Sixteen-year-old Lucy Beck-Moreau is a has-been; or so she, her mother and grandfather believe. Once a famous child-prodigy concert pianist with a promising career ahead of her, she threw it all away by walking off stage at an important international competition in Prague after her grandmother's death left her feeling betrayed. Not wanting it to interfere with her performance, her family had kept the severity of her beloved grandmother's condition from Lucy. Now she won't touch the piano and the family shifts the intense focus to her talented ten-year-old brother, Gus.
But without the music that once consumed her every waking moment, Lucy doesn't know who she is or what makes her happy. She misses her grandmother, who always knew the right thing to say and was Lucy's quiet refuge from her tyrannical, patriarchal grandfather. And she misses playing, although she refuses to let on; she won't give her grandfather the satisfaction, whose philosophy is "why play, why do anything if you aren't destined for greatness?" Lucy worries about her "mannered and adult" little brother, who she thinks is missing out on childhood the same way she had, for, " in their house, childhood, like grief, was an episode merely tolerated. An inconvenience and an obstacle to the real work of life: proving to the world and to yourself that you weren't just taking up space."
The story opens with Gus's ancient piano teacher keeling over and dropping dead during a lesson, with only Gus and Lucy present. Lucy tries to resurrect Madame Temnikova in vainyet another failure. It's a traumatic event for Lucy and Gus, but for their mom and grandfather, Madame Temnikova's death is an irritation and inconveniencethey need to find Gus a new teacher right away to keep him on track for the upcoming showcase and competition.
Enter Will, Gus's new piano teacher. Young, hip and kind, he takes a fresh approach to coaching and a personal interest in getting Lucy back to the keys, despite her determination not to play again. She has never played for fun, just for herselfthe very idea is foreign to her. But she does know, if she were to ever play again, it would have to be on her own terms. When Lucy tells Will she's confusedhe says "you'll get used to it. Adulthood is a perpetual state of confusion."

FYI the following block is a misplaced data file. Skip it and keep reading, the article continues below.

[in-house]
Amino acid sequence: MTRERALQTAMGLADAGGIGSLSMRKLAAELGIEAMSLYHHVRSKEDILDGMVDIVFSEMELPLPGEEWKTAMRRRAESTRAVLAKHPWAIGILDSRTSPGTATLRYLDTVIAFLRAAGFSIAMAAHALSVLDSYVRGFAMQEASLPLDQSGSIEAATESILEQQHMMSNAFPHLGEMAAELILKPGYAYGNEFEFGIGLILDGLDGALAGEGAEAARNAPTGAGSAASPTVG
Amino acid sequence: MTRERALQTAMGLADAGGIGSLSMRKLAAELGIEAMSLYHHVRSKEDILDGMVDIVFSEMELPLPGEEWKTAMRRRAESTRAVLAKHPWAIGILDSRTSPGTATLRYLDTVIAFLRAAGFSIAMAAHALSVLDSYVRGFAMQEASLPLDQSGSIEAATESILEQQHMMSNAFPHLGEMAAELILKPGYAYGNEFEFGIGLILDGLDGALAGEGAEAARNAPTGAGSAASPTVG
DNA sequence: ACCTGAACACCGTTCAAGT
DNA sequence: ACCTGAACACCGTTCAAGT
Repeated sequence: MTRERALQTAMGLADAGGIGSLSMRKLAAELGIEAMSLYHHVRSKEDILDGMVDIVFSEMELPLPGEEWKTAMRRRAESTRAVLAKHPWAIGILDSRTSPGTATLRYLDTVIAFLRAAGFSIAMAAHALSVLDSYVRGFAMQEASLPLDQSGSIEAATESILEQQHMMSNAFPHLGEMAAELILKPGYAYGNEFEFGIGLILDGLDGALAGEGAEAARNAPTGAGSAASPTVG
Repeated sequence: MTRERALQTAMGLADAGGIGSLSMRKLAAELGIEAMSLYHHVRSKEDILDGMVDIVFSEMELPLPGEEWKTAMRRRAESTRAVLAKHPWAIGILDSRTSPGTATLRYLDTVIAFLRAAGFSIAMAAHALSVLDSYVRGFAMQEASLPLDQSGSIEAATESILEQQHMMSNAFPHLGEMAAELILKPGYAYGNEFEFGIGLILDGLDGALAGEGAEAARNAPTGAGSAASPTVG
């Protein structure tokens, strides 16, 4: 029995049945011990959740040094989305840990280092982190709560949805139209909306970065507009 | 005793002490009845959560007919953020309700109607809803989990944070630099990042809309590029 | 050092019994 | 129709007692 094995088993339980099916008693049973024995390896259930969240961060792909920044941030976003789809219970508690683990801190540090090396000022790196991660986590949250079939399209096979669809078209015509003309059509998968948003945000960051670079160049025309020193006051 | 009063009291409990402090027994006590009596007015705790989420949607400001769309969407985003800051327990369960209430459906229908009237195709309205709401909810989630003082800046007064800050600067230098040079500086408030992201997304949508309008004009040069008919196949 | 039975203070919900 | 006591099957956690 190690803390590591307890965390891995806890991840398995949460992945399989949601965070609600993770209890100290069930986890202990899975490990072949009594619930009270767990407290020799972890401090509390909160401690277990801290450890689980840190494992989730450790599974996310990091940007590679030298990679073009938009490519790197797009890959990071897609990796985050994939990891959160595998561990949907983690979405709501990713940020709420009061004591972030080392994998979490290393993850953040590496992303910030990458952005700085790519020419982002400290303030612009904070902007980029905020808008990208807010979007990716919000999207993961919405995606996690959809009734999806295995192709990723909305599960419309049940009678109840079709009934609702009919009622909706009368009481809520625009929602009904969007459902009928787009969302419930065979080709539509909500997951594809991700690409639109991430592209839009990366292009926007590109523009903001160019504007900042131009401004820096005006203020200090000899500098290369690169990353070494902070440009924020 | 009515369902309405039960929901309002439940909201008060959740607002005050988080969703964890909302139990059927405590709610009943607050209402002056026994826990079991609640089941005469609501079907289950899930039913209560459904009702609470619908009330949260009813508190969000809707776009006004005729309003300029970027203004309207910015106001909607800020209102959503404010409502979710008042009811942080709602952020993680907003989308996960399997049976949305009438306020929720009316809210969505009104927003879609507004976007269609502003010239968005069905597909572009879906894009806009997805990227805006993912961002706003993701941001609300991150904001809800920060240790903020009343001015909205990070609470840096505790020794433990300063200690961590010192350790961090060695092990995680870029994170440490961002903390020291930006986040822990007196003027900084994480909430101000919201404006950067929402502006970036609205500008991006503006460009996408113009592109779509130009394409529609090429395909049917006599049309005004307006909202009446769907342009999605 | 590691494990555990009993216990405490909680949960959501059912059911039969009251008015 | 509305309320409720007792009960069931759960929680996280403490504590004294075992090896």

The story is set in San Francisco, and Lucy, beautiful and poised, leads the privileged life of attending a prestigious private school, having expensive clothes and a private chef, yet she is filled with self-doubt. Sarah Zarr precisely paints Lucy's emotional landscape; we see her as both a vulnerable child and a teen too old for her yearsa girl struggling to find her place in the world with a family who insists on perfection. In order for Lucy to move forward, she has to learn how to stand up to her overbearing grandfather and to start making her own decisions about her life, despite huge resistance from her family. She has to realize that doing the right thing for herself might sometimes mean hurting others.
The title, The Lucy Variations, says much about the story. Musical variations refer to a technique where certain features of a tune, a piece, are altered while others remain the same. In a similar manner, Lucy must find a way to change her expectations and her relationship to music and to her family, while remaining true to herself.
Although the novel is serious, it is not without humor; it's full of snappy dialogue that keeps the pace moving at a good clip. For instance, when Lucy complains about her mother to her friend Reyna, whose parents are going through a messy divorce, Reyna says, "Well, it's better than living with a cheater and embezzler." Lucy responds with, "At least your dad smiles more than once a week." Reyna's comeback is, "He's an orthodontist That's not a smile. That's advertising."
Lucy has some murky issues with a couple of older men outside of her family who she looks up to and wants to please. One particularly flirtatious relationship barely stops short of inappropriate but is never really properly addressed as such. As a mother with daughters, I was uncomfortable with a married adult male flirting with a teenage girl and not getting his comeuppance for it.
But in the end, The Lucy Variations is a life-affirming novel that uses one girl's unusual journey to speak to the bigger question of "Who am I?" I think teens will enjoy the glimpse into Lucy's unique world, and will relate on a number of levels — tired of being told what to do with their lives and making harsh choices because it's the only way they can feel in control. Standing up to the authoritarian grown-ups in their lives and meeting resistance when they start to make their own decisions. In other words, the universal process of growing up.
I would recommend The Lucy Variations to teen girls and adults who enjoy YA and are interested in a glimpse into a sympathetic teen's life and the privileged world of musical prodigies.
This review was originally published in June 2013, and has been updated for the May 2014 paperback release. Click here to go to this issue.
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